Michigan Public Health Receives Funding for NIH Minority Health and Health Disparities Research Training Program
The University of Michigan School of Public Health has received a grant to fund the NIH Minority Health and Health Disparities Research Training (MHRT) Program for five years. MHRT provides students from underrepresented backgrounds with the opportunity to engage in research overseas on issues related to health disparities.
“This is a natural extension of the school’s and the university's commitment to diversity, equity and inclusion,” said Matthew Boulton, senior associate dean for Global Public Health and principal investigator on the MHRT grant. “The program is specifically designed to help individuals develop needed skills to pursue a lifelong career in global and health disparities research. We need to increasingly focus on ensuring traditionally underrepresented students have opportunities to conduct research in low- and middle-income countries. Our ultimate goal is to build global public health research capacity both in our students and in the countries where we work.”
The funding provides support for eight to 12 students a year, and the program is open to graduate students from health-related units across the University of Michigan. To qualify for MHRT, students must be from a group underrepresented in biomedical, behavioral, clinical and social sciences. This includes members of racial and ethnic groups that have been identified to be underrepresented and those from rural areas or areas facing socio-economic challenges.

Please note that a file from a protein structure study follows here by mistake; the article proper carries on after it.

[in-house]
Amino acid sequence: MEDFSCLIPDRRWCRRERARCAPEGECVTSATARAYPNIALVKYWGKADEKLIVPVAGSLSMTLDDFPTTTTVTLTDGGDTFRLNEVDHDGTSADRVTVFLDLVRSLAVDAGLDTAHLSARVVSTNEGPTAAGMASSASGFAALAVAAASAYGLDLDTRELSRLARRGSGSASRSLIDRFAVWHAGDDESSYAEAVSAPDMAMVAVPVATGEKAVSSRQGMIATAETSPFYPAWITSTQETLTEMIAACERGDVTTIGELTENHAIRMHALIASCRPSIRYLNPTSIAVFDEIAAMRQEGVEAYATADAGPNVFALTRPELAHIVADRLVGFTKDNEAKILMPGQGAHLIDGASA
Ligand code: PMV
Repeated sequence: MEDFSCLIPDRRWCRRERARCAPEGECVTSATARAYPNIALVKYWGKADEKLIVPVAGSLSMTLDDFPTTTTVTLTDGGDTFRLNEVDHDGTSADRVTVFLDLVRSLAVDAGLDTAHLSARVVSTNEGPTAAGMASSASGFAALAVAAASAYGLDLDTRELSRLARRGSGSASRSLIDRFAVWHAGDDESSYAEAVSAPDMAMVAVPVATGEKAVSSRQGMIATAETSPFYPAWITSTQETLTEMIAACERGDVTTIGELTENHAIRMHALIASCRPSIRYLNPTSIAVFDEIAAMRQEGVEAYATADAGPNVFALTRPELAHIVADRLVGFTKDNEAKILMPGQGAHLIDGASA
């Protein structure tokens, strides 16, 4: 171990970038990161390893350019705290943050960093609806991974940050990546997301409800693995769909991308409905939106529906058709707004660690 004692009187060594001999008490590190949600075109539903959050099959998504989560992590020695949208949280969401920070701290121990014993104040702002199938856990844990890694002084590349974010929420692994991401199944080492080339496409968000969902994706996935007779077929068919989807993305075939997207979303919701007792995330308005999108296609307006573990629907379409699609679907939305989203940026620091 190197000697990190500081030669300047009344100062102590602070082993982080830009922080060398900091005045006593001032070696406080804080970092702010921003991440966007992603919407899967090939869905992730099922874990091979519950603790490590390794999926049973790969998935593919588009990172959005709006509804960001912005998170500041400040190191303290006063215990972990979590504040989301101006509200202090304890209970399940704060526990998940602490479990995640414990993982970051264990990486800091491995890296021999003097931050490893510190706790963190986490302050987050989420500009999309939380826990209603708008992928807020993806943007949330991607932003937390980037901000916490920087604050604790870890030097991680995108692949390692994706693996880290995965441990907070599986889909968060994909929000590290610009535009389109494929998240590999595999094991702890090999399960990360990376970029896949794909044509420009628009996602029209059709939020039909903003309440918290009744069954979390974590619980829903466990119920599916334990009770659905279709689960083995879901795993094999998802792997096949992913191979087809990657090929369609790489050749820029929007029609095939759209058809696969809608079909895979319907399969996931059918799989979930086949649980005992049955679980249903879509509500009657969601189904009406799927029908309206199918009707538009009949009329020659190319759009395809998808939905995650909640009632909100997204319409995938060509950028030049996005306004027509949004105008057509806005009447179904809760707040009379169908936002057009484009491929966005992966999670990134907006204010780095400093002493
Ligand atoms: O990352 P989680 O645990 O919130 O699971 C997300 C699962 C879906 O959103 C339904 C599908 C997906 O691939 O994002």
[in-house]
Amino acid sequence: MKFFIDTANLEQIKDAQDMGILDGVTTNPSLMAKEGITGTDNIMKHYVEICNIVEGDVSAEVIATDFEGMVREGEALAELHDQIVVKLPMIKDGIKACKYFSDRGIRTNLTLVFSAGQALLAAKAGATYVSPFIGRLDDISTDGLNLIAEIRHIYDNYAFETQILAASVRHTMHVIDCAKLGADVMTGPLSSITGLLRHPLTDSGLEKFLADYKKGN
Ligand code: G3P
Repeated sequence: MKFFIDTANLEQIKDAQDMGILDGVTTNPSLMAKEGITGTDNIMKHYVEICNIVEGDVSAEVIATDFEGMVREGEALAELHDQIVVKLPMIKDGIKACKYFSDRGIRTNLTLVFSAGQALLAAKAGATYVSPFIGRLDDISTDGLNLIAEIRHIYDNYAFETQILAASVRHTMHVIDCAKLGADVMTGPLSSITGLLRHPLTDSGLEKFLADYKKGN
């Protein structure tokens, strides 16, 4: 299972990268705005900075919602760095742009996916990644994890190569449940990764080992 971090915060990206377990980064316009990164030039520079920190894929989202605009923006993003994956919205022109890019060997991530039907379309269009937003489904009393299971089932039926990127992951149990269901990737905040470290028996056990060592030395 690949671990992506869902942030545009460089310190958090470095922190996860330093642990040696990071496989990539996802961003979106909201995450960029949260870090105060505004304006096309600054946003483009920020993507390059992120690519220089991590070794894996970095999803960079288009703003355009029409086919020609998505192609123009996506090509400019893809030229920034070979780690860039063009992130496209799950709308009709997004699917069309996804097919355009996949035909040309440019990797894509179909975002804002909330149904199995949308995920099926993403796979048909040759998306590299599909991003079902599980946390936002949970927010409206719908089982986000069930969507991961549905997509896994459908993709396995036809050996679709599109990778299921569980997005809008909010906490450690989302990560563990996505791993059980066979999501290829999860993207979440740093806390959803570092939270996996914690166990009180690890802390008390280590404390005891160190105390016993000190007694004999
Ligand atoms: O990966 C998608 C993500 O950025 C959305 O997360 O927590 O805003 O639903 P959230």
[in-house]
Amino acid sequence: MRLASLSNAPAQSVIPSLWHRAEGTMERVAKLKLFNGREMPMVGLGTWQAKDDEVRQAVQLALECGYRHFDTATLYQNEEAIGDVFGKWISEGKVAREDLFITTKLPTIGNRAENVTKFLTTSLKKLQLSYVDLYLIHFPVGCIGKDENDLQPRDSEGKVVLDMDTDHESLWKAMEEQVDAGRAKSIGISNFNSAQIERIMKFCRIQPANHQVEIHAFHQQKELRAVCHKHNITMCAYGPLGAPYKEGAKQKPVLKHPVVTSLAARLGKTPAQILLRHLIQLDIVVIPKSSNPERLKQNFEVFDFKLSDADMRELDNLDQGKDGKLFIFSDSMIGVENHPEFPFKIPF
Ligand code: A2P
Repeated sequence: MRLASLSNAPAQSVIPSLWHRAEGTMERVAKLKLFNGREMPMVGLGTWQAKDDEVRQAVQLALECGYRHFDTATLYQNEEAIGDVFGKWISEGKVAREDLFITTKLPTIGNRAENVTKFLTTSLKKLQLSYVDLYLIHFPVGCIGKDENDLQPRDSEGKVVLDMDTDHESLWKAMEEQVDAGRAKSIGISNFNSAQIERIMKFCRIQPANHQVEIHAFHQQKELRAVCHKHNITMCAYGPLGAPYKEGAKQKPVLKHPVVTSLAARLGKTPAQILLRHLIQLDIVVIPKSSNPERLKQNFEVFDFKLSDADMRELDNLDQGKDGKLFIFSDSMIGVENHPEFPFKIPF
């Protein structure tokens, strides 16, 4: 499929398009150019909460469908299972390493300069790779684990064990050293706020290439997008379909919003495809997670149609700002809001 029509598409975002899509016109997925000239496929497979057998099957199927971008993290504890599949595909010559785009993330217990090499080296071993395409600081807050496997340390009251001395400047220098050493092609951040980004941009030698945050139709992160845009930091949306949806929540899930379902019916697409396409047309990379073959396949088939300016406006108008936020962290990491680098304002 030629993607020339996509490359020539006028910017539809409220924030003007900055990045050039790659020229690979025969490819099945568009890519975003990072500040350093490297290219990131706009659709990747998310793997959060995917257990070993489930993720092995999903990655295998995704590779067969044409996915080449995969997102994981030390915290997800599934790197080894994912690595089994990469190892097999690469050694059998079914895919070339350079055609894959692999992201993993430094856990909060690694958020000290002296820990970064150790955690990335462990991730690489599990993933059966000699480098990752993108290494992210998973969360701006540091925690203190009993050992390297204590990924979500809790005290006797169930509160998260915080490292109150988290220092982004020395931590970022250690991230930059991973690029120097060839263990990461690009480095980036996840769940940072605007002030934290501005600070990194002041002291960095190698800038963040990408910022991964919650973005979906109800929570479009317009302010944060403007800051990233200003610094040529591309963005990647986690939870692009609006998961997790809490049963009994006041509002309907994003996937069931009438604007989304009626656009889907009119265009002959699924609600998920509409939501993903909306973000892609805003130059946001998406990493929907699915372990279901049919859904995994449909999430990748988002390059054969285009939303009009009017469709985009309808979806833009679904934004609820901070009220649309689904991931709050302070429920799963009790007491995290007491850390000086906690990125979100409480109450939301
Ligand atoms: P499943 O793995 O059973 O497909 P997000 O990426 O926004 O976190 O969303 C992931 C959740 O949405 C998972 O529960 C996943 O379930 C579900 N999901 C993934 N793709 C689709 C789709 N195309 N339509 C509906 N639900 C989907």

“Underrepresented groups often don’t see themselves in these types of research roles,” said Chinyere Neale, director of programs for Global Public Health. “This program helps address the need for people who are doing global research to match the demographics of the US population and more closely relate to the country in which they are conducting research. One benefit of this is that their research interests are going to vary. They are interested in different questions and can help broaden our understanding of certain issues and find solutions to public health challenges.”
In addition to providing students with stipends, MHRT covers all costs associated with each student’s research, including airfare, accommodations, immunization and visa fees, local transportation and access to research and library facilities.
Currently, students participating in MHRT have the opportunity to work in seven international locations—India, Uganda, Ghana, Mongolia, Chile, Trinedad and Tobago, and Nicaragua—and one domestic site, ACCESS, an organization that serves the Arab American community in Dearborn, Michigan.
At its core, this program is about research skills building and giving students the tools to conduct original research and make unique scholarly contributions."
MHRT was previously housed within the University of Michigan’s Center for Human Growth and Development and open primarily to undergraduate students. Boulton and his team made the decision to shift the focus to PhD students and post-doctoral researchers, while reserving a couple slots for master’s students, to align with the NIH’s new focus on students later in their careers.
“At its core, this program is about research skills building and giving students the tools to conduct original research and make unique scholarly contributions,” Boulton said. “That is the primary reason why we’ve decided to re-focus on PhD students and post-docs who are pursuing a career in research.”